Citation: Duband S, “Injection Devices & Pain Perception”. ONdrugDelivery Magazine, Issue 91 (Oct 2018), pp 56-58.
Severine Duband discusses the issue of patient comfort and pain perception in relation to injectable drug delivery and how the features of Nemera’s two-step autoinjector, Safelia®, help take on this challenge.
Based on a presentation given by Séverine Duband at SMi’s Prefilled Syringes West Coast Conference, San Diego, CA, US, June 4-5, 2018.
In today’s healthcare world, there is an ever-increasing emphasis on patient-centricity. A key aspect of this is pain perception; in order to be truly patient-centric, we must seek to minimise the pain experienced by the patient. With the shift towards moving healthcare out of the clinical setting and into the home as much as possible, designing devices with minimal pain perception becomes important than ever before, as it has a direct impact on a patient’s willingness to administer their prescribed treatment.
FACTORS INFLUENCING PAIN PERCEPTION
“With the shift towards moving healthcare out of the clinical setting and into the home as much as possible, designing devices with minimal pain perception will become more important than ever before…”
The factors that play into the pain a patient perceives when administering a drug can be broken up into three categories based on their origin:
- The drug
- The user
- The device.
Factors Originating from the Drug
The first factor defined by the drug is the required volume to be injected. When considering prefilled syringes and autoinjectors, which typically inject their full payload in ten seconds or less, pain is most frequently associated with filling volumes of greater than 2.5 mL. Such devices rarely go above these volumes, with modern biologics requiring higher fill volumes targeting the wearable injector space, which tackles this problem via injection speed instead.
Secondly the formulation needs to be considered. There is limited relevant data on this subject, however it can be said that certain characteristics of formulation do have an impact on pain perception. One of the most notable of these, especially given the biologics market, is viscosity. Another factor known to have a direct impact on pain perception is the pH of a formulation.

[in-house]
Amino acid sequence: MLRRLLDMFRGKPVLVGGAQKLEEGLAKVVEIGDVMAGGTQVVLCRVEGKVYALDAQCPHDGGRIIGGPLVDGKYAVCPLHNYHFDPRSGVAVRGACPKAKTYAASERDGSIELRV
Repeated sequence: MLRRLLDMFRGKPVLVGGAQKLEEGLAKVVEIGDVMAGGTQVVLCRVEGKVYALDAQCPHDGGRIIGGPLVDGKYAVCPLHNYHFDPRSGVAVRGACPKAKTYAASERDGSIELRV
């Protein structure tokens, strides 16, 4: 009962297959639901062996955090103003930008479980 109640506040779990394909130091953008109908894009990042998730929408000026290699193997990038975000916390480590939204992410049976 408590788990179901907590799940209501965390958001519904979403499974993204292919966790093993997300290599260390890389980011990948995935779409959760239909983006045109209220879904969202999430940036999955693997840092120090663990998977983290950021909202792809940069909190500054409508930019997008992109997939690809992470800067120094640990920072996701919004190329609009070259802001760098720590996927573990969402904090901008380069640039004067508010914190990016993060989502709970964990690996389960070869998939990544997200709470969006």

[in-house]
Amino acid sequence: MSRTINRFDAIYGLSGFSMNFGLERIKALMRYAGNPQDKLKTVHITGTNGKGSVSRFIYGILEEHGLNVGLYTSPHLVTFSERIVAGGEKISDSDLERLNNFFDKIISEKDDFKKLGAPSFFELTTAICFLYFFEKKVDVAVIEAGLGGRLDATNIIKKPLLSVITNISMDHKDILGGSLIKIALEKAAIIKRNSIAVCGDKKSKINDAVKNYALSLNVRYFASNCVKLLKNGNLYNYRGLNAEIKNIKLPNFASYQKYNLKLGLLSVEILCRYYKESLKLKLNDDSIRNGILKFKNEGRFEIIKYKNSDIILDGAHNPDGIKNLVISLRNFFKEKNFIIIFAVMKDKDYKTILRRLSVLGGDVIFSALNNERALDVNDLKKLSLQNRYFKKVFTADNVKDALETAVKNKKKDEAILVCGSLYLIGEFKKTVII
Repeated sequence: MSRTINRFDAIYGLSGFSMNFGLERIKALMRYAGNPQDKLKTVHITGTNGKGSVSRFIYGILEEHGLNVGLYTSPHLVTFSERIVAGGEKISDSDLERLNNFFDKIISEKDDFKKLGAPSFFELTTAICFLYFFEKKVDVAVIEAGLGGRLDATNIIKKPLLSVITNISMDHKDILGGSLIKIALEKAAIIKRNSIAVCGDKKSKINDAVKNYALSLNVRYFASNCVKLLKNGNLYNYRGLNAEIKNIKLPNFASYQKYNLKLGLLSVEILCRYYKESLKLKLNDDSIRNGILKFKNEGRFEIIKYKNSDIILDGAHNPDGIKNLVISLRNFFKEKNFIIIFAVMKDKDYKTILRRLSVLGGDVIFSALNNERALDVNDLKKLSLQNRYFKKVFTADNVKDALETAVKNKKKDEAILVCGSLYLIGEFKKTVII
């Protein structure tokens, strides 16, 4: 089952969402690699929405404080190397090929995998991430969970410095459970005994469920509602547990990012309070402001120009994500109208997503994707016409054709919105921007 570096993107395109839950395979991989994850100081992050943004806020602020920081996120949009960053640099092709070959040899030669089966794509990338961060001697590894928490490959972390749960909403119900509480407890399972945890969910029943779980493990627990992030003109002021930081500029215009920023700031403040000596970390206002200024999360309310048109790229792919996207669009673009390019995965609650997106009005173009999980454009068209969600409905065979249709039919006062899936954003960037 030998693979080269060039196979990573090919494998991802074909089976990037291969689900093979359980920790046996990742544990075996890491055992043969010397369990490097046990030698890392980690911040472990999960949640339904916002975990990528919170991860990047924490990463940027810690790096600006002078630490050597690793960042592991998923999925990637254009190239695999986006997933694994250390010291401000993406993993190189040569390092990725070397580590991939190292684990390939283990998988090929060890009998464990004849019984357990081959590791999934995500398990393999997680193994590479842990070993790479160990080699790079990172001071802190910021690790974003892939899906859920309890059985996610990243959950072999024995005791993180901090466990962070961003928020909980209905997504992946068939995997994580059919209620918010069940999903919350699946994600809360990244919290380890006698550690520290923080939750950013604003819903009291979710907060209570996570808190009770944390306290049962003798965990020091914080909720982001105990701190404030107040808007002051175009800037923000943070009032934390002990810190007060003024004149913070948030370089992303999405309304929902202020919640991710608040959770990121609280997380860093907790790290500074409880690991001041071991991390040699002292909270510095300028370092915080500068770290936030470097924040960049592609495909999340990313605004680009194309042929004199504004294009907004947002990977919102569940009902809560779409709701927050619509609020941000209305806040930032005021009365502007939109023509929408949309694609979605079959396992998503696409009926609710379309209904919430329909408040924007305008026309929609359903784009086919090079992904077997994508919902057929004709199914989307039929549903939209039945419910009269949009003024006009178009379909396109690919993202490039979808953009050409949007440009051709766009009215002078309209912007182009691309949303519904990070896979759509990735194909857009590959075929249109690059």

Finally of consideration here is the injection site defined by the drug. The hypodermis is a highly variable tissue, significantly differing across body sites and skin types. For example, injection in the thigh is associated with a lower pain perception than injection in the abdomen. A secondary factor to this is injection depth, which may also play a role in how painful the injection is.
Factors Originating from the User
Injection speed is primarily a user-defined factor but is intrinsically linked to injection volume and can be influenced by device design. Slower injections are considered to be less painful. For example, 2 mL injected over 10 seconds would be more painful than 2 mL over 15 seconds, but less painful than 2 mL injected over 5 seconds. The total time is not the only aspect to consider however, the speed profile, in particular the beginning and end of the injection, also plays a role.
The temperature of a drug is another factor. Many drugs require refrigeration for storage but should be injected at room temperature to minimise pain perception. Patients often fail to follow instructions for use (IFU) in this regard and end up increasing the pain they experience because of it.
“To optimise patient comfort, Nemera has designed the award-winning Safelia®
The patient themself is, naturally, a factor in this category. Every patient is unique, and part of that is how sensitive they are to injection pain. There are myriad aspects that play into this, as it is often a subjective problem. A patient may experience higher pain because they are tense due to unfamiliarity with a device or simply because they have a lower pain threshold. Training is a potential solution to the former scenario and a pre-treatment with anaesthetic is a possibility for the latter.